Network -> Interfaces -> Devices Tab
-> Configure br-lan

Bridge Ports: add usb0

Network -> Interfaces -> LAN
-> DHCP Server
--> General Setup

Check "Ignore interface"

For routers, I find Linksys to be the cheapest. You'll want a Qualcomm or Mediatek CPU with a USB2+ port. There is a bug with Qualcomm USB3 where the driver can crash when plugging in a phone. This is easily fixed with a script, but it's easier to just recommend Mediatek hardware:
You need to pay attention to the hardware version when purchasing though, different versions of the same model often have wildly different hardware.

If you edit your APN settings for your APN protocols to "IPv4" and have "dun" in APN type, then you can add this to the router to automatically bypass tether limitations without any app:
Lets you set the outgoing TTL if your unable to set it on your phone. IPv4 only.

Code:
opkg update
opkg install iptables-mod-ipopt
opkg install iptables-mod-physdev

System -> Startup -> Local startup
Code:
sysctl -w net.bridge.bridge-nf-call-arptables=1
sysctl -w net.bridge.bridge-nf-call-iptables=1
sysctl -w net.bridge.bridge-nf-call-ip6tables=1

Network -> Firewall -> Custom Rules
Code:
iptables -t mangle -I POSTROUTING -m physdev --physdev-out usb0 -j TTL --ttl-set 65

Alternatively, I always recommend VPN Hotspot with a local VPN like Adguard for bypassing restrictions. It's relatively foolproof to set up. Just need to make sure to disable IPv6 and Tether hardware acceleration in the app.
 
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    Screenshot (Mar 27, 2022 11 29 09 PM).png

    Tether TPROXY uses iptables tproxy rules to capture tethered traffic and route it through a local proxy. This allows you to tether through your phone's internet source, be it a VPN or whatever else. Should also bypass APN classification and TTL/HL DPI checks. It supports TCP and UDP for IPv4 and IPv6. It can not proxy raw packets like ICMP, you can disable "Prevent Leaking" if required for your setup.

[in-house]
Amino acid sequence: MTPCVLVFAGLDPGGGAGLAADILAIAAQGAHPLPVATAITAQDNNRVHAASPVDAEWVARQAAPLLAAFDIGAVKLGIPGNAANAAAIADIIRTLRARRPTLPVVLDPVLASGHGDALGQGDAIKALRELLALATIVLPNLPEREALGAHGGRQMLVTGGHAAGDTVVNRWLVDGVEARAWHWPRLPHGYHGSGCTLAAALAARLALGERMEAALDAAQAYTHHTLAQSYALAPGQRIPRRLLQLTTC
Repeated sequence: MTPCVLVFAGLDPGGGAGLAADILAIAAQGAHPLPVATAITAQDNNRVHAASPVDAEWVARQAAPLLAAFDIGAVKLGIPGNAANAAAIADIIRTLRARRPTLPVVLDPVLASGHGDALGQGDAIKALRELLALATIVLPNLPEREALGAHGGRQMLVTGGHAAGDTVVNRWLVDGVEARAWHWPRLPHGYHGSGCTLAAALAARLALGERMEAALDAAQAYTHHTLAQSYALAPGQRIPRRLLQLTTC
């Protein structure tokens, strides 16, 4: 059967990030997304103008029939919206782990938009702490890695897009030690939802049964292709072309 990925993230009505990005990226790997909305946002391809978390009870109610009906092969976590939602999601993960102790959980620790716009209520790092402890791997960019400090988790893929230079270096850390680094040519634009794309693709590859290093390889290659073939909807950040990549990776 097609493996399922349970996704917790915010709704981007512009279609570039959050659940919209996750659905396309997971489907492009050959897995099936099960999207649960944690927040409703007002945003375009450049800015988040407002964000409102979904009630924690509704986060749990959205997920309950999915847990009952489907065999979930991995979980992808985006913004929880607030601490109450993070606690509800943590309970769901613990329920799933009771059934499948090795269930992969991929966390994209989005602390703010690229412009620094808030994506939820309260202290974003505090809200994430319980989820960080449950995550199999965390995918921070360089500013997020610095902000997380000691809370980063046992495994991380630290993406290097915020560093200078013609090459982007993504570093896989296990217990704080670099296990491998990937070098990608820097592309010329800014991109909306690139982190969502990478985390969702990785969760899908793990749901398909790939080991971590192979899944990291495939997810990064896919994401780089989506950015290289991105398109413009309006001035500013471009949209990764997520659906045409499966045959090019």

Tether TPROXY should support all tethering operations(USB, Wifi Hotspot, Ethernet). It does not enable tethering, that needs to be done manually.

    Options:
    Prevent Leaking - Allow traffic to exit through tproxy exclusively. Drops traffic on the forward chain of the filter table.
    DPI Circumvention - Passes traffic on ports 80 and 443 to tpws to skirt DPI. Gives you proper fast.com scores.
    Enable Dnsmasq - Bypass the built-in services and use Dnsmasq to provide DHCP/DHCP6/SLAAC/DNS.
    IPv4 Address* - Lets you pick your IPv4 address/prefix. Makes it possible to set static addresses on your devices.
    IPv6 Prefix* - ULA makes devices prefer using IPv4, GUA makes devices prefer IPv6.
    *Only takes effect when Dnsmasq is enabled

    Notes:
    -After disabling the service, you will need to restart any active tethers you have running
    -You may need to set APN protocol to IPv6 or IPv4/IPv6 to enable IPv6 for your mobile network.